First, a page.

My opinion on homeschooling is biased since I home school my two daughters and have home schooled my two older sons from K-8th grade. My two older sons went to public high school and suffered the stigma of being home schooled.Other kids ridiculed them being home schooled. I would like to say home school is ideal, and perhaps it is if you want to instill your religious values or your local school district has too small a tax base to support its students with an enriching programs beyond the basics, but like public school, home school produces kids who have too few skills to function in the "real" world.
Many people turn to homeschooling in reaction to public school's failure to meet their child's needs. If my neighborhood school were an awesome school with enthusiastic teachers there to teach and not concerned about obtaining enough years for retirement benefits, a principle whose only job was to be a principle, the arts were a part of the curriculum, and the students were inspired by the school community, then I would enroll my kids in public school in a heart beat. But my neighborhood school budget is cut back so far that I can offer more to my kids at home one-on-one. Our small family community and larger community of friends and neighbors is more supportive than what I've found in public school.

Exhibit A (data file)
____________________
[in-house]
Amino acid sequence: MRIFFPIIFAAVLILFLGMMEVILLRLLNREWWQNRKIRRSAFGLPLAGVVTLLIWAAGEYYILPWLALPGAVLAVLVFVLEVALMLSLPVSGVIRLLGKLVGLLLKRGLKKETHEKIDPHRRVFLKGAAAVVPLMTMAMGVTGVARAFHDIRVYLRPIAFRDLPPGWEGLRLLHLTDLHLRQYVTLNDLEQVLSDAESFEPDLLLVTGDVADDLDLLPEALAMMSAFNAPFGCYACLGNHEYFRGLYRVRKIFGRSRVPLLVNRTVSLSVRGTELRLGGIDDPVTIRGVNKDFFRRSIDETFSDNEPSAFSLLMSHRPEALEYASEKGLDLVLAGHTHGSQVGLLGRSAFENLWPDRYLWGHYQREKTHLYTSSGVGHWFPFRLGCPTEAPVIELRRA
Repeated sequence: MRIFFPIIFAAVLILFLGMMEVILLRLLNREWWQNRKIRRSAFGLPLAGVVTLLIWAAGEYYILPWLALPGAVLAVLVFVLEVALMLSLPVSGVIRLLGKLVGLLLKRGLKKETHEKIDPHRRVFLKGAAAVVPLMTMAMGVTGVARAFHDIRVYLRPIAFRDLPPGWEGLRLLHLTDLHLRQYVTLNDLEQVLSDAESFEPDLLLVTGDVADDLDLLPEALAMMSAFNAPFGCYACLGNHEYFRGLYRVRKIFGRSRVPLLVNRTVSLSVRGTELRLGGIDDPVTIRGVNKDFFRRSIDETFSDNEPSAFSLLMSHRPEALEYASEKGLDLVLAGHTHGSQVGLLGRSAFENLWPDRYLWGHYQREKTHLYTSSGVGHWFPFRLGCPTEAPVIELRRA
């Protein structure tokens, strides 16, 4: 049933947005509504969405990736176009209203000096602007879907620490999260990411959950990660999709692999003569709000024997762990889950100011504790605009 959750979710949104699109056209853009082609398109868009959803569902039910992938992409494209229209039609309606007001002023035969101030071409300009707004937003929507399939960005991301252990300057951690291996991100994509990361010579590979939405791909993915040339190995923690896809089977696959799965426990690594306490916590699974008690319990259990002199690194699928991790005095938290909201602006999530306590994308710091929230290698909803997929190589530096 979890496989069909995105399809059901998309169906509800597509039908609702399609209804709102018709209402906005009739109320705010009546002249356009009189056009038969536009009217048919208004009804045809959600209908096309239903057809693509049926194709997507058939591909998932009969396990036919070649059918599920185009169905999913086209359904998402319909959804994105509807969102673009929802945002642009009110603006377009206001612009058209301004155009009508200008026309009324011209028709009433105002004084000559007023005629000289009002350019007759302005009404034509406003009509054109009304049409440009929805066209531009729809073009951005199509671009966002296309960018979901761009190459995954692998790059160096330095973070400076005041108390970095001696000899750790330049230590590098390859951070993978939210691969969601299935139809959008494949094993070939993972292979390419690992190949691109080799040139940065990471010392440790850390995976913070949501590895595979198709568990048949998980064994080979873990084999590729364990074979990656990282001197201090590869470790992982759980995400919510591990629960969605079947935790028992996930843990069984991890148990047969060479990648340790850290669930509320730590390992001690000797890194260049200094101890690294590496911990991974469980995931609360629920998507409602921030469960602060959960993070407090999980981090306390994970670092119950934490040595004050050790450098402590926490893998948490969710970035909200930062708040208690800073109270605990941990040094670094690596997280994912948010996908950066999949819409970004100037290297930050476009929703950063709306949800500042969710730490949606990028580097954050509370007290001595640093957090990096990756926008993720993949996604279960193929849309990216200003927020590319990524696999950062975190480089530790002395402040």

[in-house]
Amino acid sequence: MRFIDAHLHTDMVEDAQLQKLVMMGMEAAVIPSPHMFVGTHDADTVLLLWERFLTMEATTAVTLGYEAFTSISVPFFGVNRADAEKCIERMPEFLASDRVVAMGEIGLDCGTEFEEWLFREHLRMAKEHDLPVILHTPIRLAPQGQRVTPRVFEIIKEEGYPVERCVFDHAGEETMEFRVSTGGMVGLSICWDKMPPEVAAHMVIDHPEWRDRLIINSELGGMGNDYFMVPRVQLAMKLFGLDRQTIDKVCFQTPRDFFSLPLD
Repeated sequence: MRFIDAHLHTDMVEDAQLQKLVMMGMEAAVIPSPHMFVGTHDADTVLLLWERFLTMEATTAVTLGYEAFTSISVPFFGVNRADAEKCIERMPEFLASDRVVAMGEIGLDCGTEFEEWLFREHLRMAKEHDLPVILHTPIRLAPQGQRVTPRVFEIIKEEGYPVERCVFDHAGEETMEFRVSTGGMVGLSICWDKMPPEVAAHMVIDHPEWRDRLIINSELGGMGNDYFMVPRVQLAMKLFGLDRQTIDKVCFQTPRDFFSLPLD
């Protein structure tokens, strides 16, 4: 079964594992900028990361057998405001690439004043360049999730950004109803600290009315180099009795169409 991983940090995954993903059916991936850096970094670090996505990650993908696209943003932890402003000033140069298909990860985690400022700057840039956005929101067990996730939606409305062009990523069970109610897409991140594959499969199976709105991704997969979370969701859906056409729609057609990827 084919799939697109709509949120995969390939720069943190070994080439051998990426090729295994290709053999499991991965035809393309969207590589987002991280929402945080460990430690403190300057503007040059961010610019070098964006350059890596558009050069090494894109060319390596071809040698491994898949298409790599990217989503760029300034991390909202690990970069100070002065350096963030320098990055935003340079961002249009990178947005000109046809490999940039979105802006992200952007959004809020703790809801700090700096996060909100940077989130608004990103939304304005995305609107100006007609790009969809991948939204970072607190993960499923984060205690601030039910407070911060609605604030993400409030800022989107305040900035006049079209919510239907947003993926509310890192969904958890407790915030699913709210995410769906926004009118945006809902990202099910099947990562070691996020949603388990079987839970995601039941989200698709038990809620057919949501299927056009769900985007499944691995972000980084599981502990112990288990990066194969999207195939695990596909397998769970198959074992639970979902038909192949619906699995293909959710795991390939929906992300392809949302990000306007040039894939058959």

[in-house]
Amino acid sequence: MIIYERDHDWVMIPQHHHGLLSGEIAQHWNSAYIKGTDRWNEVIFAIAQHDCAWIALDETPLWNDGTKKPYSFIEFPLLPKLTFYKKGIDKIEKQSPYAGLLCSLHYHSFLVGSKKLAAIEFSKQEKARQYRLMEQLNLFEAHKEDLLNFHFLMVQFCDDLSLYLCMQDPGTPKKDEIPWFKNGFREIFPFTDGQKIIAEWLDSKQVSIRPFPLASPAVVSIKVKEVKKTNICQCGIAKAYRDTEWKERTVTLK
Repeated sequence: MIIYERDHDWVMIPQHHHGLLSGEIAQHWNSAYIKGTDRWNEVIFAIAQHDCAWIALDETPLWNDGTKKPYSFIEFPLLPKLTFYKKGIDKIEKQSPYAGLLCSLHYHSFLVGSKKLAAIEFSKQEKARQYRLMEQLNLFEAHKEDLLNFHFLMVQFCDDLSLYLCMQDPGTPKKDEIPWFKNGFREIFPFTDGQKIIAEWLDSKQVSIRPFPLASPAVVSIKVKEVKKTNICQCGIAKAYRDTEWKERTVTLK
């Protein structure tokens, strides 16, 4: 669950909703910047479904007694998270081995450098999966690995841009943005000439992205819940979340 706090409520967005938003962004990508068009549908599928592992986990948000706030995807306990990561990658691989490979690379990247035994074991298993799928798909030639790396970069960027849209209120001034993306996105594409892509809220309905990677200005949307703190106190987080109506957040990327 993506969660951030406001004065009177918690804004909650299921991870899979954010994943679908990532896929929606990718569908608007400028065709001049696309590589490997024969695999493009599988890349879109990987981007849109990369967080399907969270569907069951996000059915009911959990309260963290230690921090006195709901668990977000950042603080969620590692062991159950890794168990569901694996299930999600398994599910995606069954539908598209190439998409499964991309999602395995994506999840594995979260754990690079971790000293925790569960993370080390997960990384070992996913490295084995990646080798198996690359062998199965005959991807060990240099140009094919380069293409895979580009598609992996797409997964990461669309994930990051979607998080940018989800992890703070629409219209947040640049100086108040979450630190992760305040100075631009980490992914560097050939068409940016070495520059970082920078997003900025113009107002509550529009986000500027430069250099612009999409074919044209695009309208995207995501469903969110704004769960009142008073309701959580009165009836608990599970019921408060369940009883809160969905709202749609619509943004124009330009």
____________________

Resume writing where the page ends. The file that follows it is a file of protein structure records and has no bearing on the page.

Homeschooling is a full-time job-an unpaid labor of love. The approaches to home school are varied. Some choose unschooling and child directed education and others choose a more classical approach, and still others will choose a Christian approach. The end results will vary.
To address Mr. Fraser's concerns about home school students being deprived socially is simply not true for a majority of home school students. Home school students interact with a wider variety of people, from old to young, in an array of social situations most public school kids do not. Although I do concede, Mr Fraser's assessment that home school students are not surrounded by differing points of view is true. A home school parent must make a concerted effort to ensure a wide variety of opinions and view points are engaged, and this is perhaps the most difficult aspect of homeschooling beyond the elementary years.